All posts filed under: Feel

a connection–intimate, platonic, familial, human, empathetic

Book 13: The Taste of Salt-Martha Southgate

In essence, this novel is about flawed people with a flawed family, who try to do right, try and lead normal productive lives, and still find themselves in messy, difficult, overwhelming situations. What was refreshing about The Taste of Salt, was that it had atypical Black characters with both typical Black-life problems and typical life problems in equal measure, presented in that universally relatable way that most movies and stories with all white characters are. By that I mean, there’s this tendency to write and view the stories of predominately white characters as being the “everyman’s” story, where the scenario could have happened to anyone, and a white face is the essential blank canvas with which to ensure those scenarios relate to all audiences. When you get stories with predominately POC characters, even if their issues are just as relatable, they suddenly get framed as a niche market–a Black/Latinx/Indian/fill in the blank coming of age story; the same scenarios are presented but are eclipsed by cultural identifiers. And I’m not saying we should all strive to …

Book 12: The Bluest Eye-Toni Morrison

I’ve been hearing people talk about the importance of this work for years, and yet it was one of the few texts by Toni Morrison I wasn’t particularly interested in reading. I added it to my list because it seemed like it was time that I learned for myself what all the discussion was about. Overall, I’m not entirely sure how I feel about this book. It’s written in a way that makes it a bit hard to follow: it jumps from character to character, voice to voice, time period to time period. It wasn’t until midway through the book that I could follow the abrupt changes without having to re-read previous portions; checking character names so that I was clear about who was speaking and what time period we were in. I think this is one of those books that truly merits reading in the context of a classroom, where you can pause and discuss and reflect and have some guidance through digesting the material. In her foreword, Morrison writes: When I began writing …

My Real 90 Day Fiancé

WAIT–What’s a 90 Day Fiancé? If anyone has watched the TLC show, they have some notion of what a 90 day fiancé is. Except, if you’ve watched the show and know nothing else, your idea would be very skewed, melodramatic, and scripted since the way those couples were portrayed–their relationships and finances–wouldn’t pass the sniff test at the interview to even be granted the visa to enter the country. But I digress. A 90 day fiancé is the colloquialism for a K1 visa holder, who is an international fiancé(e) of an American citizen, who upon arriving in the US, has exactly 90 days to get married to said American citizen and file for an adjustment of status (AOS) to become a permanent resident (i.e. a Green Card holder). Essentially the 90 days is a deadline where if you do not get married and officially file an AOS before that date, which is the date the K1 visa expires, the visa holder essentially can be deported back to their home country, as he/she will no longer have …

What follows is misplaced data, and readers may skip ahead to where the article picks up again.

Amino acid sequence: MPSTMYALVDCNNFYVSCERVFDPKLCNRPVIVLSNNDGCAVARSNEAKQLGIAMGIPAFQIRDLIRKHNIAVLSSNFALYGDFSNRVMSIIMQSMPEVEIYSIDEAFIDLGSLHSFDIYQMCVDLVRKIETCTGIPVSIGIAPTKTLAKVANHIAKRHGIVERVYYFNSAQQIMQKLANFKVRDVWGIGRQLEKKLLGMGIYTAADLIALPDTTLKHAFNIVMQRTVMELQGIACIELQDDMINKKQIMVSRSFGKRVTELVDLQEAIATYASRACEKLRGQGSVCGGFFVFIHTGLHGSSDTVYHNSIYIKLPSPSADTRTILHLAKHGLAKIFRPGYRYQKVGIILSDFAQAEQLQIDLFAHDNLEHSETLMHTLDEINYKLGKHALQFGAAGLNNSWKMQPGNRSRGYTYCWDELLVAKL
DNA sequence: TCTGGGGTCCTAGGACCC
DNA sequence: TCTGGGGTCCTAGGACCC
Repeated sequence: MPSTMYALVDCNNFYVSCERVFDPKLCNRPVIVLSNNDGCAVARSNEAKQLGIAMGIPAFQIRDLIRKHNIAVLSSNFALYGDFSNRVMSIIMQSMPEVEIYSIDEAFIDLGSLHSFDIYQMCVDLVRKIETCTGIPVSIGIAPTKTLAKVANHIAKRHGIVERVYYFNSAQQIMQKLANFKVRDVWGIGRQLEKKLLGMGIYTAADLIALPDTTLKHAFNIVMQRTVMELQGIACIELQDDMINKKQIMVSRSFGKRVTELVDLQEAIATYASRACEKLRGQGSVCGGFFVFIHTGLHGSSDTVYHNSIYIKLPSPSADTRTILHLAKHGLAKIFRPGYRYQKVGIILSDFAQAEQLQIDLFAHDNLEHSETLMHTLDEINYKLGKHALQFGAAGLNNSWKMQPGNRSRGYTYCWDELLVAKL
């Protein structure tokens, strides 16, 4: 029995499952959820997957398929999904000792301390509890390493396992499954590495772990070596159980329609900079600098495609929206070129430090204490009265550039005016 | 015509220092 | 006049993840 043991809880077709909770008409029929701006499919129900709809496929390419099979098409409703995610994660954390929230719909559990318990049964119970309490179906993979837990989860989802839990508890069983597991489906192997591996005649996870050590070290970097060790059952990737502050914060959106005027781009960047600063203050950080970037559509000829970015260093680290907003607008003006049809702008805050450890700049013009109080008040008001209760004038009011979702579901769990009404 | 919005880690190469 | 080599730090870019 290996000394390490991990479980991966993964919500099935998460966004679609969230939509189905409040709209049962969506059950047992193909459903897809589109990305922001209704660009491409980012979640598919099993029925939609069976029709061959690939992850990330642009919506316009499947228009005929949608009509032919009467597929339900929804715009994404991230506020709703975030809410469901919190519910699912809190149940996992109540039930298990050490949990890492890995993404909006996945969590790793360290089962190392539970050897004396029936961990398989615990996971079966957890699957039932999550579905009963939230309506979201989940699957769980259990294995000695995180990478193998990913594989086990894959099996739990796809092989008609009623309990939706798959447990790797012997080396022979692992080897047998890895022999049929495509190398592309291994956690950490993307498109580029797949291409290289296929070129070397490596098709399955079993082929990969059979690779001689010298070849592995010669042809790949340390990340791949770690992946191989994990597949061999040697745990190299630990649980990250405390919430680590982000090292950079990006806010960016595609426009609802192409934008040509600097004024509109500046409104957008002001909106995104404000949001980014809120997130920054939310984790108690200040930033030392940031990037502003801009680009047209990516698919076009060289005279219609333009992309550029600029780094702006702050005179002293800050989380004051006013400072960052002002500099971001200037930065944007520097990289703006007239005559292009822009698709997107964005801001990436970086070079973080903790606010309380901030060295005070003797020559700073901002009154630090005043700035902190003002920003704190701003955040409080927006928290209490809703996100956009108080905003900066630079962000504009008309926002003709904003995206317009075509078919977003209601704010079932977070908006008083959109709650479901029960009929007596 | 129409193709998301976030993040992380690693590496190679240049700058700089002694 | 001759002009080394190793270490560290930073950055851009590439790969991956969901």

Days 64 & 65: AOS Paperwork and Crazy Doctors

December 16-17, 2014 Besides the obvious requirement of getting married within 90 days, part of the K1 visa also requires you file for the Adjustment of Status (AOS) within that same period of time. After that, you’re good until the bureaucracy decides to get around to your application and grant you, first, an employment authorization, and then eventually the green card. Part of the stack of AOS paperwork to be sent is the medical exam and medical records. When most foreign fiancé(e)s enter the country, they’ve already completed their full medical exam and it’s just a matter of filling out the remaining paperwork and mailing it in with the (very high) fee. But sometimes, that person may be missing one or two vaccinations depending on whether they were in stock in the country where they did their exam, and whether or not it’s flu season at the time. When Efrem did his medical exam they were in their flu season (SA has seasons opposite ours), but they were out of the flu vaccination. So we thought that …

Day 49: I Now Pronounce You…

December 1, 2014 For it being the day that we legally became married, it was pretty uneventful and rather underwhelming. Not that we wanted it to be a big deal, it’s just funny to think about what we did on the day we got married. Everyone took their time getting up in the morning since we had just gotten back from Virginia Beach very late the previous night (or was it super early morning?). We could get married anytime during working hours so we decided to get married around 1 PM. At around noon, everyone went upstairs to shower and get dressed. Efrem put on his suit, I put on a short white dress I had purchased months before, hoping that I hadn’t gained too much weight (fortunately it still fit nicely). We took a bunch of “selfies” in our room before we went downstairs and took a bunch more. When my parents were ready we all loaded up in the car and drove to the county clerk’s office. Inside the clerk’s office we finished …